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Some British Nursery Rhymes

and their origins

Humpty Dumpty sat on a wall.
Humpty Dumpty had a great fall.
And all the king's horses,
And all the king's men,
Couldn't put Humpty together again.

King Richard III was, according to his critics, a short, deformed man. He was reputed to be hunchback. In fact, this wasn't true - he was a strong, tall man who was fond of sport and jousting.

In 1485, Richard lost the Battle of Bosworth Field against Henry Tudor (who became Henry VII) and was treacherously killed in the battle. This explains the reference to all the King's horses and all the king's men in the rhyme.

In the Tudor era that followed, Richard III became known as "hump-backed Dick" and was ridiculed as a monster. Gradually over the years, "hump-backed Dick" became "Humpty Dumpty".

Mary, Mary, quite contrary
How does your garden grow?
With silver bells, and cockle shells,
And little maids all in a row.

Now we move a hundred years further on, to the time of Queen Elizabeth I. When her cousin, Mary, Queen of the Scots, (shown above) crossed the border into England, fleeing from her enemies, Elizabeth was worried that she might try to seize the throne of England, so she had her imprisoned in a castle (well, a series of castles) in the Midlands. Mary spent the last 19 years of her life in prison.

Mary was a Catholic queen, and Elizabeth, who was a Protestant, was continually worried that rebellious Catholics in England would rally round her. There were several plans to spring Mary from prison, the most famous of which was the Babbington Plot. Anthony Babbington, and a few Catholic friends, sent coded messages to Mary and she sent them coded messages back supporting their plot.

Fortunately for Elizabeth, the head of her secret service, Francis Walsingham, had the messages decoded and the plot was revealed. Babbington and the plotters were tortured and executed. Mary was put on trial, and eventually beheaded. Shortly afterwards the rhyme was coined to commemorate the Babbington Plot.

London Bridge is falling down,
Falling down, falling down.
London Bridge is falling down,
My fair lady!

This rhyme commemorates the time in the ninth century when Viking raiders sailed their long-boat up the Thames to attack the city of London. Their ship was too large to pass underneath the wooden bridge, so they tied ropes to the bow of their ship and to the pillars of the bridge. Then they rowed hard the other way, eventually pulling the wooden structure down!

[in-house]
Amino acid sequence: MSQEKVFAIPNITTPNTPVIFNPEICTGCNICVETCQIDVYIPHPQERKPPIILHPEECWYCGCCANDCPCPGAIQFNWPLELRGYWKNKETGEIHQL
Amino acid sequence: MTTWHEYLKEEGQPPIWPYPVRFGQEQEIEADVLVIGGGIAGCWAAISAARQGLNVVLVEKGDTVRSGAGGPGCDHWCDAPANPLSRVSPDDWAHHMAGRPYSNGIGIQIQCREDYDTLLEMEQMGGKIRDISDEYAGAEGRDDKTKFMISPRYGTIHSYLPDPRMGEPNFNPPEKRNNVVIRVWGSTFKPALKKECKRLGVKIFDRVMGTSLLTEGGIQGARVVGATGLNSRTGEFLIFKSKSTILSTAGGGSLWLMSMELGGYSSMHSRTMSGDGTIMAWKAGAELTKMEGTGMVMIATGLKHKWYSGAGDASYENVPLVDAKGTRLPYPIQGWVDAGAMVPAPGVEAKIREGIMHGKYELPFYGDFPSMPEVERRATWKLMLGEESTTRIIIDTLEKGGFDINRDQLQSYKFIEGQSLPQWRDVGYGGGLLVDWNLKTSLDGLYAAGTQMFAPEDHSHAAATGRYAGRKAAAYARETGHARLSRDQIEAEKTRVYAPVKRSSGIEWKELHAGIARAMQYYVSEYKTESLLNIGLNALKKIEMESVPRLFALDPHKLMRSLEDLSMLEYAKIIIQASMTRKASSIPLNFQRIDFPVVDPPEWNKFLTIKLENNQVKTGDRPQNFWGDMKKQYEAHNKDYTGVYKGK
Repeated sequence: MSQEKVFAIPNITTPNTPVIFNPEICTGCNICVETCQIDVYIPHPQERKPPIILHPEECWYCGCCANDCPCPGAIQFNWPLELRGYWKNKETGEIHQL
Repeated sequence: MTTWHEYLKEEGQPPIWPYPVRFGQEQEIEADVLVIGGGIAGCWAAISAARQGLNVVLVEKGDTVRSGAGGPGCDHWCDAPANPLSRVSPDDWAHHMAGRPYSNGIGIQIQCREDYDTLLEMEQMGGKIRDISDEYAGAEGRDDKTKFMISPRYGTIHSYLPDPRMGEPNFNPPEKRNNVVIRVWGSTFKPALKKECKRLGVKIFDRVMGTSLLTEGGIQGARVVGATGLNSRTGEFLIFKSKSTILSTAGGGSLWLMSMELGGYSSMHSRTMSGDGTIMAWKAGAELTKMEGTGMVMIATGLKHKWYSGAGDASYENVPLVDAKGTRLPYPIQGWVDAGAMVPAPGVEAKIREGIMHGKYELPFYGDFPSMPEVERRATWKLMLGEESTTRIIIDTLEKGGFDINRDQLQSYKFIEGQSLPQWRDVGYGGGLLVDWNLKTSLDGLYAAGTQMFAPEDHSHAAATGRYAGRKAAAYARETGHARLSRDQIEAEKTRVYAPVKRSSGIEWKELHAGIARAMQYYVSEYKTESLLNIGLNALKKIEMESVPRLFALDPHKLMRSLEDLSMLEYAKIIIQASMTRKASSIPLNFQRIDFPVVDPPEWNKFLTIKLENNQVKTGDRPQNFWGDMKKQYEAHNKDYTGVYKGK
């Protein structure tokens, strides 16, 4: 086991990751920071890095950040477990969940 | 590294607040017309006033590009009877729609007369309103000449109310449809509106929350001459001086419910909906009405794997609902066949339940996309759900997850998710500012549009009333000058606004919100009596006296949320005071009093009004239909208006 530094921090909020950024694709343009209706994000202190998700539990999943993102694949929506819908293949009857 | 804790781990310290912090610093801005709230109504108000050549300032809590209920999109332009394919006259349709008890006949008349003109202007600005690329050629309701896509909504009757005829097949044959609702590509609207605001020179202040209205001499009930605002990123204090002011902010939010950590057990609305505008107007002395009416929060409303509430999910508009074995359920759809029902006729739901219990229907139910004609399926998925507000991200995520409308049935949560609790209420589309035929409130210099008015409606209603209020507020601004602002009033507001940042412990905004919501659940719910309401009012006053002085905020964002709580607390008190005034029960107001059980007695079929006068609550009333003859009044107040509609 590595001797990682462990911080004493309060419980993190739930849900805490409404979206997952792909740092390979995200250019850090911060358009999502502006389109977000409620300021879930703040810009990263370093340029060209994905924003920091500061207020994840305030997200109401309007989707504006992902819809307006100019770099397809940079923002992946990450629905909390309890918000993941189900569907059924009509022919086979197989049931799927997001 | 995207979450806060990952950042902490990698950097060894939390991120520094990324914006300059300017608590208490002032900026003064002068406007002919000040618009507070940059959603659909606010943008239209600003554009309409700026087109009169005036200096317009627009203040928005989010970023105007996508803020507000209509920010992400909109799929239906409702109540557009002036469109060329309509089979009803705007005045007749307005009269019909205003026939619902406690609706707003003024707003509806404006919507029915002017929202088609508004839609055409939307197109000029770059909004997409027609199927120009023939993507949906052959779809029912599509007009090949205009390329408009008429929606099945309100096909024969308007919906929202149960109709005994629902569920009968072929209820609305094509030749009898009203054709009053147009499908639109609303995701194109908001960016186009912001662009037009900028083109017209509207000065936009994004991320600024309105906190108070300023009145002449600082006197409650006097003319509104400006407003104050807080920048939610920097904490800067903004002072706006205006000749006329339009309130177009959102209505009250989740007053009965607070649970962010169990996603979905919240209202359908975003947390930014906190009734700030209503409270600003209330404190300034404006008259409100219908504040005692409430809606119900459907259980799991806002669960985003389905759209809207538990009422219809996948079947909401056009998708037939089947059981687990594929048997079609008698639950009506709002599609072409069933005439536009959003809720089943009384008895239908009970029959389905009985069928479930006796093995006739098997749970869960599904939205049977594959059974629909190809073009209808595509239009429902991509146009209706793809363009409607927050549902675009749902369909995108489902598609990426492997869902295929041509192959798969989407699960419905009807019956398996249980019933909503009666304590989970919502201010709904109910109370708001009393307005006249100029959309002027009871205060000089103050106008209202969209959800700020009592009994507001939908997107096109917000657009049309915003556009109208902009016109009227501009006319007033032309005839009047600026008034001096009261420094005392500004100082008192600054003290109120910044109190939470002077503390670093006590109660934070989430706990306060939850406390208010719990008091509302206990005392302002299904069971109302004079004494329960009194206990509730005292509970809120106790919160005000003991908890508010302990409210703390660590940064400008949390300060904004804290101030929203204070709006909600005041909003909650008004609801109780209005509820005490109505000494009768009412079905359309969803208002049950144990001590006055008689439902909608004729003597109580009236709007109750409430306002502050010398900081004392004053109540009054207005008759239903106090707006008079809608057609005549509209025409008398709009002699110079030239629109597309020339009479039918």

There are other verses to the song, saying how we are going to build the bridge up again, but I have missed them out as they make it rather long.

Ring-a-ring of roses,
A pocket full of posies,
A-tishoo, a-tishoo!
We all fall down.

In the 1660s, bubonic plague struck England and was especially prevalent in London. It was caused when infected fleas, who had been sucking the blood of rats, jumped onto human beings. The symptoms of this disease were horrific: the buboes (glands in the neck and groin) swelled up and the victims started to vomit and to suffer from diarrhoea. They usually died within a few days.

The "ring of roses" could be something to do with the marks that appeared on victims' necks shortly before the buboes swelled up. The pocket full of posies referred to the bunches of sweet-smelling flowers that people kept close to their noses to avoid the smell of the rotting corpses that pervaded everywhere. I suppose "A-tishoo a-tishoo" refers to the symptoms of the disease - but "We all fall down" is fairly clear - fall down dead!

Incidentally, the plague is responsible for the fact that British people say "Bless you!" when someone sneezes. Doctors in the seventeenth century were almost complete useless. Knowing this, people tended to call in priests rather than doctors when they knew they were dying, so that the priests could bless them.

Rock-a-bye baby, on the tree top.
When the wind blows, the cradle will rock.
When the bough breaks, the cradle will fall.
Down will come baby, cradle and all!

Not much is known about the origins of "Rock-a-bye baby". It is believed that it refers to the Tudor period. The "cradle" is the Tudor throne, which was put in danger by many rebellions and armed uprisings in the sixteenth century. The "baby" referred to may well be the young King Edward VI, who was Henry VIII's only son. He wasn't even ten years old when he came to the throne, and his rule was always a precarious one.


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